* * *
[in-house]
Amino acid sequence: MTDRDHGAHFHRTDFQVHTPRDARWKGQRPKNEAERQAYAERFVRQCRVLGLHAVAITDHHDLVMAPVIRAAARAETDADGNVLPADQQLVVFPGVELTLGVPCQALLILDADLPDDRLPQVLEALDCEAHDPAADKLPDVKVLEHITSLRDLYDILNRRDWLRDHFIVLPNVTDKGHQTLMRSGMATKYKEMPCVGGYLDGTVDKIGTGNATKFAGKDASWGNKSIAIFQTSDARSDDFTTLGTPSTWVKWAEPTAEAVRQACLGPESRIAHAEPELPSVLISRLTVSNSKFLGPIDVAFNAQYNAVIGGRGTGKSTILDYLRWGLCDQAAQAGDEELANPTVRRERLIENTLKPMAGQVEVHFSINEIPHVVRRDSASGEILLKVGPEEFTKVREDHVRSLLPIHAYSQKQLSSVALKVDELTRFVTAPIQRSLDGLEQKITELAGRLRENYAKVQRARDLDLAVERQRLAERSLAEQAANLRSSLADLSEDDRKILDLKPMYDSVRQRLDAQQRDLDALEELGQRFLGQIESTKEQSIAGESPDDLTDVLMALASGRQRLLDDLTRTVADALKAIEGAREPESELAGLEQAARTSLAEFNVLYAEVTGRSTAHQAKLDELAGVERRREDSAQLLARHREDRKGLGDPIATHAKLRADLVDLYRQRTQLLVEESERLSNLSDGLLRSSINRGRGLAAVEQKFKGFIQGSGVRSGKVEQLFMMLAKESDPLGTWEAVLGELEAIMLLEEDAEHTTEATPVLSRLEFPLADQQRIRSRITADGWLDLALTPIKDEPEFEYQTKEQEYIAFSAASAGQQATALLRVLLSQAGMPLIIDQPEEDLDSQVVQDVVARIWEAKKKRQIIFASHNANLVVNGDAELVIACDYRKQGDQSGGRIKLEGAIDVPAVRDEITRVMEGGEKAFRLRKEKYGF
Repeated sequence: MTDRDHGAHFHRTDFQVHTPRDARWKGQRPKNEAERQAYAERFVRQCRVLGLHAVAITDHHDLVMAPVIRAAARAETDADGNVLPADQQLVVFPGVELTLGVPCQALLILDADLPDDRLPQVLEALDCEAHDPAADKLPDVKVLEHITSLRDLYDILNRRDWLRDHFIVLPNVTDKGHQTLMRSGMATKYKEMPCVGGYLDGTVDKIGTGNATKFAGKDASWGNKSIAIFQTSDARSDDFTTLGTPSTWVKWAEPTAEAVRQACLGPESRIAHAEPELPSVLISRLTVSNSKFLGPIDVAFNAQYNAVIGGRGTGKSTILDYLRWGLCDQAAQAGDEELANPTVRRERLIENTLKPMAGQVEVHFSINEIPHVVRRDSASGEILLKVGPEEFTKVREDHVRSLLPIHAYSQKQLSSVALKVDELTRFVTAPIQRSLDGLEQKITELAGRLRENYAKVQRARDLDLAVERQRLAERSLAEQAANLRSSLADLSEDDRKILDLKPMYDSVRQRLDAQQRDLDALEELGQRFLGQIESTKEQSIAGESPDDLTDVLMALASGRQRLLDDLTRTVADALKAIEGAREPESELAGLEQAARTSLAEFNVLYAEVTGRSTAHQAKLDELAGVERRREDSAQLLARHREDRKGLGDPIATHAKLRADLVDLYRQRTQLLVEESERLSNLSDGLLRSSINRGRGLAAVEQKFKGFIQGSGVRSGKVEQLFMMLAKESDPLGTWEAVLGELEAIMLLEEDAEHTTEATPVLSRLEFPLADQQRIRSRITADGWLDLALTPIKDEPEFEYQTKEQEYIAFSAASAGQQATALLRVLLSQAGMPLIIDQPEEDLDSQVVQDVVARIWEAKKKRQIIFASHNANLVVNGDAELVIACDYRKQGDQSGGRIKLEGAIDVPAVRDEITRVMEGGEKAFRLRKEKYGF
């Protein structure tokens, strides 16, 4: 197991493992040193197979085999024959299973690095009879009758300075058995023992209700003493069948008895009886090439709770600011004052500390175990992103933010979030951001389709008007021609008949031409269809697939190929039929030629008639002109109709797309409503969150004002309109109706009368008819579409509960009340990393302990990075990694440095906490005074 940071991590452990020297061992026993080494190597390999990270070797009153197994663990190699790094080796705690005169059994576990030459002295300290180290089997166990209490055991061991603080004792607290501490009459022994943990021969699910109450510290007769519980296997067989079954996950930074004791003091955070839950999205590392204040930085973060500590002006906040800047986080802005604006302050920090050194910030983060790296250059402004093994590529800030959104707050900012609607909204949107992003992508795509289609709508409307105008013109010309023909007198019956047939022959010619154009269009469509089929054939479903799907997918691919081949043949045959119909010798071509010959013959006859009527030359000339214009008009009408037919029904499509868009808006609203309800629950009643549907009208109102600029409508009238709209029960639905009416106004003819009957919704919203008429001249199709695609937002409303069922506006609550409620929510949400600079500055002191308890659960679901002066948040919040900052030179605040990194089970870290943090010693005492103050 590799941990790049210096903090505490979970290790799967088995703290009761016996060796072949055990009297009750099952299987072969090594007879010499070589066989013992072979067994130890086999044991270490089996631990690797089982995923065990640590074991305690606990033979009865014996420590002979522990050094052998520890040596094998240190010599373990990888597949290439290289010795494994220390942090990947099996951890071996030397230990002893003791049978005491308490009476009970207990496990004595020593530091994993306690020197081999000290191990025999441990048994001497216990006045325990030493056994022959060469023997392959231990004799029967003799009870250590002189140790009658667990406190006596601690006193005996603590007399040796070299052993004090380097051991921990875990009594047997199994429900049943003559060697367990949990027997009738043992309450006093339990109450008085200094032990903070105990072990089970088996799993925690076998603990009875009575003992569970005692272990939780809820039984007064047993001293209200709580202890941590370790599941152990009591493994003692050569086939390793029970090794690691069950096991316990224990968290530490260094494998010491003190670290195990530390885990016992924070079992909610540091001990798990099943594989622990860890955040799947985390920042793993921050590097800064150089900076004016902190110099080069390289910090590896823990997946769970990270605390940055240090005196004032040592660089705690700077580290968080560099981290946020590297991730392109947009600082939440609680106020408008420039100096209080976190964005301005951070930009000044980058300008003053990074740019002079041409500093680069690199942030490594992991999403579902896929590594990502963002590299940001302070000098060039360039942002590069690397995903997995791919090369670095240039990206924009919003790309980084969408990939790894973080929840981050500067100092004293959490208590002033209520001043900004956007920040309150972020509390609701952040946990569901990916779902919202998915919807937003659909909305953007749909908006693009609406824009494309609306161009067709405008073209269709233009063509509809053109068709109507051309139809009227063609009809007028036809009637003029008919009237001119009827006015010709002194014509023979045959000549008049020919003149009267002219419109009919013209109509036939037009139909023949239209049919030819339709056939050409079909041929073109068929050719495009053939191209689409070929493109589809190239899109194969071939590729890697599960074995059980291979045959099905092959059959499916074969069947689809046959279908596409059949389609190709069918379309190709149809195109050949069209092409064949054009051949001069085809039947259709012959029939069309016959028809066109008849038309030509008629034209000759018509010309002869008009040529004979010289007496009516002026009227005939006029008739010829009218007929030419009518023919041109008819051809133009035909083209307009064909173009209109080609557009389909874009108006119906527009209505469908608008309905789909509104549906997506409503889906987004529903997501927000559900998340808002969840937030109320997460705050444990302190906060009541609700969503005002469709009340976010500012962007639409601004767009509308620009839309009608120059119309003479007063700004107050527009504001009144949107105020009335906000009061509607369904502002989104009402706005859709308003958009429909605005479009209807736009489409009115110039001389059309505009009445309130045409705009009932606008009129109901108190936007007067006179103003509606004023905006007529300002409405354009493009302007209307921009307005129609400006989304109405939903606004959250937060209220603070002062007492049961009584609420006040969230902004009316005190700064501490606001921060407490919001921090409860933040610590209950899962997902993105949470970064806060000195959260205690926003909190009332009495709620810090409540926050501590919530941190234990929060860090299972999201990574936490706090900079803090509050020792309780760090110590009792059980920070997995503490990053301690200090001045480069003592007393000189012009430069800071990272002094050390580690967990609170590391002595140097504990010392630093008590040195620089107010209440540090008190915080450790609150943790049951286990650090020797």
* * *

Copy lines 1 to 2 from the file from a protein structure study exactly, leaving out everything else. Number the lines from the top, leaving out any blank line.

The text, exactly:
[in-house]
Amino acid sequence: MTDRDHGAHFHRTDFQVHTPRDARWKGQRPKNEAERQAYAERFVRQCRVLGLHAVAITDHHDLVMAPVIRAAARAETDADGNVLPADQQLVVFPGVELTLGVPCQALLILDADLPDDRLPQVLEALDCEAHDPAADKLPDVKVLEHITSLRDLYDILNRRDWLRDHFIVLPNVTDKGHQTLMRSGMATKYKEMPCVGGYLDGTVDKIGTGNATKFAGKDASWGNKSIAIFQTSDARSDDFTTLGTPSTWVKWAEPTAEAVRQACLGPESRIAHAEPELPSVLISRLTVSNSKFLGPIDVAFNAQYNAVIGGRGTGKSTILDYLRWGLCDQAAQAGDEELANPTVRRERLIENTLKPMAGQVEVHFSINEIPHVVRRDSASGEILLKVGPEEFTKVREDHVRSLLPIHAYSQKQLSSVALKVDELTRFVTAPIQRSLDGLEQKITELAGRLRENYAKVQRARDLDLAVERQRLAERSLAEQAANLRSSLADLSEDDRKILDLKPMYDSVRQRLDAQQRDLDALEELGQRFLGQIESTKEQSIAGESPDDLTDVLMALASGRQRLLDDLTRTVADALKAIEGAREPESELAGLEQAARTSLAEFNVLYAEVTGRSTAHQAKLDELAGVERRREDSAQLLARHREDRKGLGDPIATHAKLRADLVDLYRQRTQLLVEESERLSNLSDGLLRSSINRGRGLAAVEQKFKGFIQGSGVRSGKVEQLFMMLAKESDPLGTWEAVLGELEAIMLLEEDAEHTTEATPVLSRLEFPLADQQRIRSRITADGWLDLALTPIKDEPEFEYQTKEQEYIAFSAASAGQQATALLRVLLSQAGMPLIIDQPEEDLDSQVVQDVVARIWEAKKKRQIIFASHNANLVVNGDAELVIACDYRKQGDQSGGRIKLEGAIDVPAVRDEITRVMEGGEKAFRLRKEKYGF